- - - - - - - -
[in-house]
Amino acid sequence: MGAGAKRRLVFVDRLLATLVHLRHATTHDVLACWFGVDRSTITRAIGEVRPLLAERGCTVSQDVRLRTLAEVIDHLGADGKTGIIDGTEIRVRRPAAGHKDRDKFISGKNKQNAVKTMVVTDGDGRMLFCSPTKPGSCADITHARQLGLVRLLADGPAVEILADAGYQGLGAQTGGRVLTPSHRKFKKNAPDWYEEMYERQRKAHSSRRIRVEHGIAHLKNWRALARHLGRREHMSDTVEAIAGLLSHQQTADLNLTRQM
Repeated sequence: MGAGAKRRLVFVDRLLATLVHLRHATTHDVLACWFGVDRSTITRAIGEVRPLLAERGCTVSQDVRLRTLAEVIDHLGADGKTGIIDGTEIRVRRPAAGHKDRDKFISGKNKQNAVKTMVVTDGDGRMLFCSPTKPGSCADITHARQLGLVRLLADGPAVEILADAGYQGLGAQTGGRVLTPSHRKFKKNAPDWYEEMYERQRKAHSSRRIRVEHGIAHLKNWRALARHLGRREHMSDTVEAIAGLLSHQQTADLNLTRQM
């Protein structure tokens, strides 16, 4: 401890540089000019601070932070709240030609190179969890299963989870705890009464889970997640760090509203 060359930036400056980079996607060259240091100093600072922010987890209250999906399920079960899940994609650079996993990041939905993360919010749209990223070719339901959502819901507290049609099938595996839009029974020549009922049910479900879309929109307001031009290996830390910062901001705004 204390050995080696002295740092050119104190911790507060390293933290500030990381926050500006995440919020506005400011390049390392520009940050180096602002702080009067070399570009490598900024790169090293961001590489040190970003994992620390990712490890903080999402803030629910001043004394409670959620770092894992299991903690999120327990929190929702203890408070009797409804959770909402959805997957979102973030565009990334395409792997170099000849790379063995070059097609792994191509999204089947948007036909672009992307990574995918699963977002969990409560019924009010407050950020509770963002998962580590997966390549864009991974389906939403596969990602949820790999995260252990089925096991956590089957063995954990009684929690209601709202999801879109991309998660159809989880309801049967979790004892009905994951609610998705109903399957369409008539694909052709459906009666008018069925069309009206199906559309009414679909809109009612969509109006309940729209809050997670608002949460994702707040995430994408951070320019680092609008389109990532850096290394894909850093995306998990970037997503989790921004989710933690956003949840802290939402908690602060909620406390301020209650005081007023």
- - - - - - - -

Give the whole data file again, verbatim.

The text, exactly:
[in-house]
Amino acid sequence: MGAGAKRRLVFVDRLLATLVHLRHATTHDVLACWFGVDRSTITRAIGEVRPLLAERGCTVSQDVRLRTLAEVIDHLGADGKTGIIDGTEIRVRRPAAGHKDRDKFISGKNKQNAVKTMVVTDGDGRMLFCSPTKPGSCADITHARQLGLVRLLADGPAVEILADAGYQGLGAQTGGRVLTPSHRKFKKNAPDWYEEMYERQRKAHSSRRIRVEHGIAHLKNWRALARHLGRREHMSDTVEAIAGLLSHQQTADLNLTRQM
Repeated sequence: MGAGAKRRLVFVDRLLATLVHLRHATTHDVLACWFGVDRSTITRAIGEVRPLLAERGCTVSQDVRLRTLAEVIDHLGADGKTGIIDGTEIRVRRPAAGHKDRDKFISGKNKQNAVKTMVVTDGDGRMLFCSPTKPGSCADITHARQLGLVRLLADGPAVEILADAGYQGLGAQTGGRVLTPSHRKFKKNAPDWYEEMYERQRKAHSSRRIRVEHGIAHLKNWRALARHLGRREHMSDTVEAIAGLLSHQQTADLNLTRQM
């Protein structure tokens, strides 16, 4: 401890540089000019601070932070709240030609190179969890299963989870705890009464889970997640760090509203 060359930036400056980079996607060259240091100093600072922010987890209250999906399920079960899940994609650079996993990041939905993360919010749209990223070719339901959502819901507290049609099938595996839009029974020549009922049910479900879309929109307001031009290996830390910062901001705004 204390050995080696002295740092050119104190911790507060390293933290500030990381926050500006995440919020506005400011390049390392520009940050180096602002702080009067070399570009490598900024790169090293961001590489040190970003994992620390990712490890903080999402803030629910001043004394409670959620770092894992299991903690999120327990929190929702203890408070009797409804959770909402959805997957979102973030565009990334395409792997170099000849790379063995070059097609792994191509999204089947948007036909672009992307990574995918699963977002969990409560019924009010407050950020509770963002998962580590997966390549864009991974389906939403596969990602949820790999995260252990089925096991956590089957063995954990009684929690209601709202999801879109991309998660159809989880309801049967979790004892009905994951609610998705109903399957369409008539694909052709459906009666008018069925069309009206199906559309009414679909809109009612969509109006309940729209809050997670608002949460994702707040995430994408951070320019680092609008389109990532850096290394894909850093995306998990970037997503989790921004989710933690956003949840802290939402908690602060909620406390301020209650005081007023």